As someone who is pushing 40, I grew up during the golden era of the Need for Speed franchise. By far the most recognizable BMW to star in a video game was the M3 GTR extensively featured in Most Wanted released back in 2005. Of course, that iconic E46 is important among enthusiasts for another reason – it’s the only E46 to come from the factory with a big ol’ V8.

A new video looks back at the ultra-rare Strassenversion (street version) that BMW had to build to comply with American Le Mans Series (ALMS) racing regulations. The race car was officially unveiled in March 2001 during the Sebring 12 Hours race in Florida where it finished on the podium with JJ Lehto and Jörg Müller behind the wheel. After being introduced at the Petit Le Mans event in Braselton, Georgia later that year, production of the road-legal variant commenced in January 2002.

While the term “race car for the road” tends to be overused these days, the M3 GTR Strassenversion was effectively that. Back in the day, BMW said it was “kept technically as close as possible to the racing version.” It had a dry weight of just 1,350 kilograms (2,976 pounds), which made it a remarkable 185 kg (408 lbs) lighter than the regular M3 sold during the E46 era.

The most expensive M3 ever sold by BMW, the street-legal GTR was offered for approximately €250,000 and only 10 units were ever made. All of them had a two-seat layout and a naturally aspirated 4.0-liter V8 taken straight from the race car. It used a slightly restricted version of the same P60B40, which pushed out 346 hp (258 kW) and 365 Nm (269 lb-ft) of torque. The 4.0-liter unit routed power to the rear axle via a six-speed manual gearbox (instead of the race car’s sequential transmission) and a variable limited-slip differential.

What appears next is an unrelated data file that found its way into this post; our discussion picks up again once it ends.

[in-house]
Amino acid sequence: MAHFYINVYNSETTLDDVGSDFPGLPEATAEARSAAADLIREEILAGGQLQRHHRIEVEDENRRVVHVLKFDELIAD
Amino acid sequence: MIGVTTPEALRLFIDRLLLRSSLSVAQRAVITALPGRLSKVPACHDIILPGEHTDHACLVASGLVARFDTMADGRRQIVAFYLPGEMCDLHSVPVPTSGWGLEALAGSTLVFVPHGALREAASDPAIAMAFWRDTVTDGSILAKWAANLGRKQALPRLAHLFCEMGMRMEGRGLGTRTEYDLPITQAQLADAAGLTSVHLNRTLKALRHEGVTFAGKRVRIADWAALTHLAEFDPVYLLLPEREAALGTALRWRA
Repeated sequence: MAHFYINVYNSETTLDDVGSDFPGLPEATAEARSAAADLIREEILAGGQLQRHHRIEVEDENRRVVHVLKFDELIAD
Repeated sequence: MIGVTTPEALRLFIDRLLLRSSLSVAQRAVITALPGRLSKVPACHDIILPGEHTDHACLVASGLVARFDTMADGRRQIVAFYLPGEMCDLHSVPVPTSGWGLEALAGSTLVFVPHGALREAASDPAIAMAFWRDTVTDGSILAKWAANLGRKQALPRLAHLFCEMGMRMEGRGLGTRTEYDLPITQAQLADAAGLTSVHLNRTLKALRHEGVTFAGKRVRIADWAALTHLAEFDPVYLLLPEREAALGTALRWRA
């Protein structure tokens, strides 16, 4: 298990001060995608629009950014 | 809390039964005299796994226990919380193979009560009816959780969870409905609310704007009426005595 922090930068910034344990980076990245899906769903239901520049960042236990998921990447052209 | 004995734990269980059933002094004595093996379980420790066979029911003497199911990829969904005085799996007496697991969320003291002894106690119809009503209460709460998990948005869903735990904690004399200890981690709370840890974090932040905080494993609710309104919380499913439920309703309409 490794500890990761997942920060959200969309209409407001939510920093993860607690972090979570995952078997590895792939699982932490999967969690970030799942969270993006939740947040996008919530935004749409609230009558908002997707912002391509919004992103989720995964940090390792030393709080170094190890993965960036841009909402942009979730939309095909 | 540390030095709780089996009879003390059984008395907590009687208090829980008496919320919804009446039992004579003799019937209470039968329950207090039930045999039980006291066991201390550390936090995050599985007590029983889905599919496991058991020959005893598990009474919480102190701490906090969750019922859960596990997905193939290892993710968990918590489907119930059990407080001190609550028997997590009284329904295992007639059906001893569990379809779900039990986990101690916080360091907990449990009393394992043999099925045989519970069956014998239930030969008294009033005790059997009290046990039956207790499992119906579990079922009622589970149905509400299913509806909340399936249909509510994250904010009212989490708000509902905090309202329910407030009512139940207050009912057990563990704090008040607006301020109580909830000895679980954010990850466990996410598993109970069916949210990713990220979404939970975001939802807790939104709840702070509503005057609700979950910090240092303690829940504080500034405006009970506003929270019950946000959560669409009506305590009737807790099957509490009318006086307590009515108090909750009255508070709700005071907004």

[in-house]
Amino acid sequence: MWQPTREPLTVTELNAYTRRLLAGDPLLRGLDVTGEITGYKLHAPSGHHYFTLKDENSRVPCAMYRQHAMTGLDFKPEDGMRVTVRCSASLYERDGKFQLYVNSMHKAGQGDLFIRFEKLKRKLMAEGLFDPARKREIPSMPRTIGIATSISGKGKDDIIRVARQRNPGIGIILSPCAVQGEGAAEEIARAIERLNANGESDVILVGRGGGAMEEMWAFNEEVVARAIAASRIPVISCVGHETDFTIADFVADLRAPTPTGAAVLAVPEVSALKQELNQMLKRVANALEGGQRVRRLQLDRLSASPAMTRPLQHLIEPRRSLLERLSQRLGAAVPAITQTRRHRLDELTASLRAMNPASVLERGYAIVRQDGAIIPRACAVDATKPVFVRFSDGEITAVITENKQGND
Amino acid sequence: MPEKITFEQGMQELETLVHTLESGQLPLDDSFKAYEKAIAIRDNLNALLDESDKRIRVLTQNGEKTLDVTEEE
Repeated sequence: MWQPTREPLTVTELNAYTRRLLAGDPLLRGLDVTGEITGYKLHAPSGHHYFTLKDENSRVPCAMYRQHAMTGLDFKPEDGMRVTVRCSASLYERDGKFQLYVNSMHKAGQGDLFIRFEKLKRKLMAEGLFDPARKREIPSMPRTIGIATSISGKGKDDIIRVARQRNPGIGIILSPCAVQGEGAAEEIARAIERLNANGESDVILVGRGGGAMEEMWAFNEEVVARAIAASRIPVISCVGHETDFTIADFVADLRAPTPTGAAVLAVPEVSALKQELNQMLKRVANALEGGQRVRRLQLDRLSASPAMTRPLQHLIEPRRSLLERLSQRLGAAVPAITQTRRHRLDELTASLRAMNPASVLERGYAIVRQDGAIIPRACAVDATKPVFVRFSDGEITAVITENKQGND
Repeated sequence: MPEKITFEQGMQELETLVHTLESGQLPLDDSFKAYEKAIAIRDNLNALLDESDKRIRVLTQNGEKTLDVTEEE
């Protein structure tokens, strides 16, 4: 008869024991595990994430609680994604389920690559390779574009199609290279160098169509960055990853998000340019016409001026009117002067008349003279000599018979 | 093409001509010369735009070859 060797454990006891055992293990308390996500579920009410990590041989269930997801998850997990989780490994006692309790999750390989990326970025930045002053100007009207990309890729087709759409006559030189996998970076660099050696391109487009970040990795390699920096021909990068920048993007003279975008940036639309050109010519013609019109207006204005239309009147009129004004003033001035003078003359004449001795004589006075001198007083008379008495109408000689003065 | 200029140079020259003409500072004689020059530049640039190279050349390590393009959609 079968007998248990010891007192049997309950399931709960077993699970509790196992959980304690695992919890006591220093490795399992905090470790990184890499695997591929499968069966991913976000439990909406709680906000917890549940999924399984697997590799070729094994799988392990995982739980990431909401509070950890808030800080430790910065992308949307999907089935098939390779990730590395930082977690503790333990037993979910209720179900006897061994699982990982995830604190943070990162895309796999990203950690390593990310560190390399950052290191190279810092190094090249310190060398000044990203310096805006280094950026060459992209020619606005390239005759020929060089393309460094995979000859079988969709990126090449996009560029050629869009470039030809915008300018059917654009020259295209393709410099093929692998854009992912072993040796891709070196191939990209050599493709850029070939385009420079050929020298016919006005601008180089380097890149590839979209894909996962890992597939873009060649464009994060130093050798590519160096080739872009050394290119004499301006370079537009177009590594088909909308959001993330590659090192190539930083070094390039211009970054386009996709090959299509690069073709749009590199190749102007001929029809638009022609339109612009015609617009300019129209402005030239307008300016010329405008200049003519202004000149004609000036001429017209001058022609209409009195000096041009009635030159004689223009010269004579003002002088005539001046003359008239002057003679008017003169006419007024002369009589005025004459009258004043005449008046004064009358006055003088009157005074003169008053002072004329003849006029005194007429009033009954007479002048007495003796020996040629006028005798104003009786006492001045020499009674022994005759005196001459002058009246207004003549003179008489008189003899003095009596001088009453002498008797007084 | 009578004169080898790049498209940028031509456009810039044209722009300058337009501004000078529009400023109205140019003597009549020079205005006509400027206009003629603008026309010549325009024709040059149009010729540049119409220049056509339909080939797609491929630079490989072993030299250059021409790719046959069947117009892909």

The M3 GTR was faster than the standard M3 of those days by being able to hit 183 mph (295 km/h), or 10 mph (15 km/h) more than the series-production flagship. This was the only BMW street-legal car to use the P60B40. These cars were built in a fixed specification since all came in Titan Silver Metallic with numerous carbon fiber body parts and 19-inch wheels wrapped in 225/40 front and 255/35 rear tires.

Not even BMW knows what happened to those 10 cars after selling them for a quarter of a million euros a pop. As for the racing version, it completed the 2001 season in the GT class of the ALMS after finishing in first and third places in seven races, out of a total of 10. It was its first and only season as regulations changed, requiring 100 road cars instead of just 10. The M3 GTR lived on in Europe where it raced between 2003 and 2005, taking part in the grueling Nürburgring 24 Hours.

Source: VisioRacer / YouTube